How did the innkeeper get into the Christmas story? It's time to celebrate Christmas again and it gets harder and harder to separate what really happened when Jesus was born from the layers of storytelling we have added to the Biblical account. For some of us Santa and the reindeer and all the rest of That Story are just fun, and for others annoying, but we don't attach any significance to it. It is more of a distraction to our celebration of Christmas than a meaningful part of it ( for some people that is ALL there is to Christmas but that is for another blog). But, how much of our traditional celebration of Christmas is more fantasy than reality. We have all seen our share of Christmas pageants and we know the parts better than we know the Bible. How does a cruel innkeeper get into the Christmas story? Was Jesus born in a cave, a stable, or a home? Why couldn't Joseph find any place in Bethlehem, his home town, to stay for the census? Was Jesus born the same night his parents arrived in Bethlehem? In a cold, inhospitable, stable surrounded only by animals? Why did the shepherds come?And if they found Jesus and his family shivering around a manger in a stable, why didn't they think to help out this poor family?
Kenneth Bailey, who lived and taught New Testament for forty years in the Middle East, sheds light on our traditional misinterpretations of the Nativity story and when we look at these blessed events from a Middle Eastern perspective they look a little different from what we may be used to.
Joseph was going to his ancestral home when he journeyed to Bethlehem. He was taking his betrothed wife who was pregnant with their first child. There may have been some family talk about how all this came about but he surely had family and friends in town he could call on. He had time to arrange a place to stay, too. Our idea of the holy family making a long trip and finding no place to stay, including being turned away cruelly from the local inn, so baby Jesus had to be born in a cold stable welcomed by no other people, only animals, is not true to the customs and culture of the world into which he was born. Mary had family close by too (Luke 1:39) so if Joseph's relations did not come through, certainly, Mary's would have. Besides, Joseph was from a royal family. He was descended from the great King David. Bethlehem was known as the "city of David". Another good reason why he would have found little difficulty locating a place to stay.
Nearly all village homes in that day were two room dwellings. One was the family living space and the other was a guest room. The family stayed together and at night the family's valued animals were brought inside for warmth (the family's warmth!) and protection. Usually, the animals were separated by a makeshift wall from the family sleeping area. The "inn" in town was actually a guest room in the home Joseph was going to stay at. The presence of a cruel innkeeper and the tradition that Jesus was born in a stable because there was no room for his family in the inn (Luke 2:7) can be attributed to the English translation of a word that simply means "a space". In our Western reading of the English text our minds naturally think of a large hotel with plenty of rooms and by the time Mary and Joseph got there the no vacancy sign was already out. There is another Greek word Luke uses in the Good Samaritan story that means a commercial inn but the word he uses here is "katalyma" which means "a place to stay." Luke uses that word to describe the upper room where Jesus ate the last supper with his disciples (Luke 22:10-12). It commonly meant a guest room in a family home. So, is Luke telling us that Jesus was placed in a manger in the living area of a village home because their guest room was already occupied? Because the animals were kept in the house at night, there was a manger dug out in the floor at one end of the room. When Jesus was born, he was laid in the manger. Given the obligation of hospitality in this part of the world, the birth of Jesus makes more sense when we know he was welcomed into the world as any other baby would have been.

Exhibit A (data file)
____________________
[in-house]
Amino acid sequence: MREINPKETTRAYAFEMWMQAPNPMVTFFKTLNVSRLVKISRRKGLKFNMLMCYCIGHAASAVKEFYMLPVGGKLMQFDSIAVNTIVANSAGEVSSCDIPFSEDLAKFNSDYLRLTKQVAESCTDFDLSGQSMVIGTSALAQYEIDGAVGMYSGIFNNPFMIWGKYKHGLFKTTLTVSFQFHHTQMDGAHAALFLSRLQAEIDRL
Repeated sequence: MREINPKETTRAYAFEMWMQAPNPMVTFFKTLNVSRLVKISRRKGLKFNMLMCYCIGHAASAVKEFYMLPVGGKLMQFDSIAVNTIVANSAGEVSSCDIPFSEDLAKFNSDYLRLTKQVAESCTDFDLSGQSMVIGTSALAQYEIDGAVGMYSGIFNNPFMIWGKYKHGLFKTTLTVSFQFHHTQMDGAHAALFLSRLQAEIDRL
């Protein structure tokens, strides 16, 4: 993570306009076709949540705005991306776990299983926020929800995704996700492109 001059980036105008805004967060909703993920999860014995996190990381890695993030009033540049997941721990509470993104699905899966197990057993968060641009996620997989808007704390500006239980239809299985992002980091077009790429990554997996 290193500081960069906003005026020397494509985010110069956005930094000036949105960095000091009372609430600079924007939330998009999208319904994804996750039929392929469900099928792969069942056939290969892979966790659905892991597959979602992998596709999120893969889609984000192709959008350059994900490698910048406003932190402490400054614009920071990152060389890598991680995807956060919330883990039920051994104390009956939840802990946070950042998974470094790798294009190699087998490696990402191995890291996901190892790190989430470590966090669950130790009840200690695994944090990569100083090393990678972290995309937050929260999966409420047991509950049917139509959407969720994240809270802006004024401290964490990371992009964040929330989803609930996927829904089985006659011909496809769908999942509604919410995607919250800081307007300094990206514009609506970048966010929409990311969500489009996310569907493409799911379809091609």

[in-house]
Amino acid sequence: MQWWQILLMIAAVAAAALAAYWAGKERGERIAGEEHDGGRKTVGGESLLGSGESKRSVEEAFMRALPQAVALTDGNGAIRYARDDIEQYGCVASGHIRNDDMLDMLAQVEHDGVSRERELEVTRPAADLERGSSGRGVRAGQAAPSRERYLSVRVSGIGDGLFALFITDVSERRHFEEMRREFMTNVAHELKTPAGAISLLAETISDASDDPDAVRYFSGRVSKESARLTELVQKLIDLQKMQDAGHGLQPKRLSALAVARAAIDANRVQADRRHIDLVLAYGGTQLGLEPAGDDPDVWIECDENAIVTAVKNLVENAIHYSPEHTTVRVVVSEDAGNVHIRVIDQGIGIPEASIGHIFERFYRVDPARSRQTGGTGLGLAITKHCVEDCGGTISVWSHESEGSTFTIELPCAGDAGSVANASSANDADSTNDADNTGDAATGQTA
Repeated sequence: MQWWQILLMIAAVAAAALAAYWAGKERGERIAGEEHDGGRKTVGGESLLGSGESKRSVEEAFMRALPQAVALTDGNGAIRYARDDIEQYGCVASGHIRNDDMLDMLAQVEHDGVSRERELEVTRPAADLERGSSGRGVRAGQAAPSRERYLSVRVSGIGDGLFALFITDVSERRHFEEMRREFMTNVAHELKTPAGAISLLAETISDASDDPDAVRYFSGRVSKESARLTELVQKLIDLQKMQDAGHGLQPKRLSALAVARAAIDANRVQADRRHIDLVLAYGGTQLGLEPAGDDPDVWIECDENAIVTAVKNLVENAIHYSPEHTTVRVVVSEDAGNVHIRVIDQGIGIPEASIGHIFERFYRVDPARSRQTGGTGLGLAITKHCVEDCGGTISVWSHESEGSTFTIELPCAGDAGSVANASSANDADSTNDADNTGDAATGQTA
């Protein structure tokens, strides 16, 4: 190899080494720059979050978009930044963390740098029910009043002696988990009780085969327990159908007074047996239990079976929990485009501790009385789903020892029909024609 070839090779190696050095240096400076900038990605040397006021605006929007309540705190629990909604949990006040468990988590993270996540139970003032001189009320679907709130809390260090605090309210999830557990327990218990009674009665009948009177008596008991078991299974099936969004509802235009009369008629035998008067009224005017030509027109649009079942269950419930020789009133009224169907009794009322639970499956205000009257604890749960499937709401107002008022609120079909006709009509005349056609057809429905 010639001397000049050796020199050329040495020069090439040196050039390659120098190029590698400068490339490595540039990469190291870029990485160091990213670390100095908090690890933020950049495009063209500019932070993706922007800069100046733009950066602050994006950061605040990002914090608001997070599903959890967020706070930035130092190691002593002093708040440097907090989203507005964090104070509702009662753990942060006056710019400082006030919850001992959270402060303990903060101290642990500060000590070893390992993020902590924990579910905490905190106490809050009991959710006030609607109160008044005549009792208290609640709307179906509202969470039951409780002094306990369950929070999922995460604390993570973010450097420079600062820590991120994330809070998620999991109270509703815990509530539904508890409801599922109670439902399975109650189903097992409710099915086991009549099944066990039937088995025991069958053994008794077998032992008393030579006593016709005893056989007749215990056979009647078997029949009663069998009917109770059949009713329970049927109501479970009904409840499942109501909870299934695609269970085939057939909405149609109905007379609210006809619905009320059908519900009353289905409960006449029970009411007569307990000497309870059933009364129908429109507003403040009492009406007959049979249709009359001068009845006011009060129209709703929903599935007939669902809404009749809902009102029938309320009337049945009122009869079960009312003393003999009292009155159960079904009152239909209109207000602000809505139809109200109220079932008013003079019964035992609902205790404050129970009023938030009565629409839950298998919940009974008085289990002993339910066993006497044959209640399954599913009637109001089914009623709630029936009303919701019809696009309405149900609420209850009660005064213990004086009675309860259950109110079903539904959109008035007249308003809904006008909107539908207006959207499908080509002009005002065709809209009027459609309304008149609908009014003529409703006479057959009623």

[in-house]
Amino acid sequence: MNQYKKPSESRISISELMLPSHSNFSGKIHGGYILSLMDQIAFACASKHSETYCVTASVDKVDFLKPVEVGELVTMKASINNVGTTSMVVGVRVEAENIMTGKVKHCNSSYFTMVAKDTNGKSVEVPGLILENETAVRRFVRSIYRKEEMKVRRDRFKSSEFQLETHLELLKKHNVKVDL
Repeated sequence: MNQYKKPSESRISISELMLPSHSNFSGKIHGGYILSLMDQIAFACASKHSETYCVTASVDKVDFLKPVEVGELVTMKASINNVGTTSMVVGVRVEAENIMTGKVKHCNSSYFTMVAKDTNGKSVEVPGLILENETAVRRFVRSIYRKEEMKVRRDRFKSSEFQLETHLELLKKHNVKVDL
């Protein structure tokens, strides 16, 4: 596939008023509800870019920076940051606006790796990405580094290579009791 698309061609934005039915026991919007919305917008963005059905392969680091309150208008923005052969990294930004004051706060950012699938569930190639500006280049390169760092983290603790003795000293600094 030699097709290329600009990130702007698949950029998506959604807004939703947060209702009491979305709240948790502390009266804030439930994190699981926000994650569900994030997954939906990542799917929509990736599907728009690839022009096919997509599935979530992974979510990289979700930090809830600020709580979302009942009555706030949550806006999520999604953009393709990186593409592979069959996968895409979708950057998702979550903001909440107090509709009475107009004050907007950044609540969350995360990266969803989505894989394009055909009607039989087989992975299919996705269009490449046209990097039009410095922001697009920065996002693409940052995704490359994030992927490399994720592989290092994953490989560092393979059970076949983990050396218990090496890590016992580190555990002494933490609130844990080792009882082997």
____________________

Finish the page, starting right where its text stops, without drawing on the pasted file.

Jesus was born in the style of most of the people in his world. He was welcomed by the common people of the village. The obligation of hospitality in that part of the world ensured that any baby would be welcomed. Jesus was welcomed before anyone knew who he was. He was named Jesus which was a common Palestinian name (Hebrew = Joshua) which means "he saves". Many mothers hoped their newborn son would be the God sent Savior of their people.
Since God could have had his son born into any family he chose, it is significant that he was born into a poor family of which there were many. Jesus was not born to privilege or power. To take this theme of common people one step further, there was no group more common than shepherds. Because of their dirty jobs and low reputation, they were looked down on by everyone. How ironic that they were the ones to witness the full angelic chorus and get the first invitation to the birth day. The 'sign" to them was that the baby was "one of them", poor and common, since he was wrapped in "cloths" and lying in a "manger"! Certainly not a birth with rich or royal trappings. One the shepherds felt comfortable attending! So they did. But they were not uncaring rubes and if they had felt that Jesus and family were not properly cared for, they would have offered to take them in! Finding them adequately provided for, they went on their way,praising and glorifying God for all they had seen and heard.